Iran Nuclear NewsBush presses Russia's Putin on Iran

Bush presses Russia’s Putin on Iran

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AP: President Bush on Monday prodded Russian President Vladimir Putin to press Iran, through the United Nations, to suspend its nuclear enrichment work in a way that can be verified by the international community. Associated Press

By DESMOND BUTLER

Associated Press Writer

WASHINGTON (AP) – President Bush on Monday prodded Russian President Vladimir Putin to press Iran, through the United Nations, to suspend its nuclear enrichment work in a way that can be verified by the international community.

The call came about a week after Putin visited Tehran, marking the first visit by a Kremlin leader to the Iranian capital in six decades. Putin continues to share U.S. concerns about Iran’s nuclear ambitions, and there was nothing in the readout of his trip to Tehran that indicated Moscow had changed its concern about the prospects of a nuclear-armed Iran, a senior administration official said.

The two leaders also talked about Secretary of State Condoleezza Rice and Defense Secretary Robert Gates’ recent trip to Moscow for discussions on strategic security issues, including missile defense and the Conventional Forces in Europe Treaty. Gordon Johndroe, a spokesman for the National Security Council, said Bush and Putin endorsed continued talks by experts to find a way forward on both issues.

At the opening of a conference in Washington on U.S.-Soviet history during part of the Cold War, Rice called on the Russian government to strengthen the independence of its courts, its press and its parliament – democratic reforms that would strengthen Russia and improve relations with the United States.

“We want Russia to be strong – strong in 21st-century terms, not just with a strong independent center, but with strong independent institutions, an independent judiciary and legislature and independent civil society with a free media and vibrant non-governmental sector,” she said.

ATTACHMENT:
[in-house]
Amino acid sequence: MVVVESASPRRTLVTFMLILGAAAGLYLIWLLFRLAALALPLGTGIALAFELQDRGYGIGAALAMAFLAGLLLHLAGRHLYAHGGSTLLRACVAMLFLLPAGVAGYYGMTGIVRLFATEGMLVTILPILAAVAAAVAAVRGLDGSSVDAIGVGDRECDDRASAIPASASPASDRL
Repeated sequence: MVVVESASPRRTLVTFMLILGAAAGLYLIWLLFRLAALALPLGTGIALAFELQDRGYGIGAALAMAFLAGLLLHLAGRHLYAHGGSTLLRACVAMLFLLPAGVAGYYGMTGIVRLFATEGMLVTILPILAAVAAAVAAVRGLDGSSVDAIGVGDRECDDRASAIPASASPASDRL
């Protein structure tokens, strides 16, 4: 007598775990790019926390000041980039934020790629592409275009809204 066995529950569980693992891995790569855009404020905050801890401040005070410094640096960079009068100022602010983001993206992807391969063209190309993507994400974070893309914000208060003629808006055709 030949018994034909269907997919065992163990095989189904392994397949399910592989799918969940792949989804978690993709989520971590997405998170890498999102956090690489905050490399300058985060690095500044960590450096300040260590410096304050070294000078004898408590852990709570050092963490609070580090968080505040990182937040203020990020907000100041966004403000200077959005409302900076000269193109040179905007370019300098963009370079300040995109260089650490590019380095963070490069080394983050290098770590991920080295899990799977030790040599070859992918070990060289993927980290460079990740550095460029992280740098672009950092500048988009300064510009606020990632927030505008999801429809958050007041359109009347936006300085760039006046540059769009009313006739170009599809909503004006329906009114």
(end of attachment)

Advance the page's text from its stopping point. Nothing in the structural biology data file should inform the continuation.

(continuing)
Her speech comes at a time of heightened U.S.-Russian tensions and concern that Putin is consolidating power in the central government. Russia has bristled over U.S. criticisms of its human rights record and objected to U.S. plans to build a missile defense system in Eastern Europe – a topic of a speech Bush is to deliver on Tuesday at the National Defense University in Washington.

Still, Rice, who has an academic background in Soviet studies, rejected comparisons between today’s relations and those of the Cold War. “I visited the Soviet Union. I studied in the Soviet Union, and I will tell you that Russia is not the Soviet Union,” she said.

Rice did not mention Putin in her speech, but during her trip to Moscow earlier this month she said that she thought the Kremlin was amassing too much power.

Putin will step down next year as president. He has said he would lead the ticket of the main pro-Kremlin party in the parliamentary elections and could take the prime minister’s job later.

The State Department has frequently criticized what Washington regards as creeping authoritarianism among Putin and other top Russian leaders.

Its most recent human-rights report on Russia notes continuing centralization of power in the Kremlin, a compliant legislature, political pressure on the judiciary, intolerance of ethnic minorities, corruption and selectivity in enforcing the law, and media restrictions and self-censorship.

Rice said that the United States and Russia were cooperating on a number of mutual interests, including anti-terrorism efforts, securing nuclear stockpiles and preventing Iran from acquiring nuclear weapons. But she warned that Russia should not bully its neighbors.

In Bush’s phone call to Putin, the president “reiterated the importance of continuing to apply pressure through the United Nations to insist on verifiable Iranian suspension of its nuclear enrichment activities,” Johndroe said.

The United States has sought to bolster the independence of former Soviet states, including Ukraine and Georgia. It has criticized Russia for using its vast energy resources to build supply monopolies that it can use against other countries.

“We respect Russia’s interests, but no interest is served if Russia uses its great wealth, its oil and gas wealth, as a political weapon or that they can treat their neighbors as part of some old sphere of influence,” Rice said.

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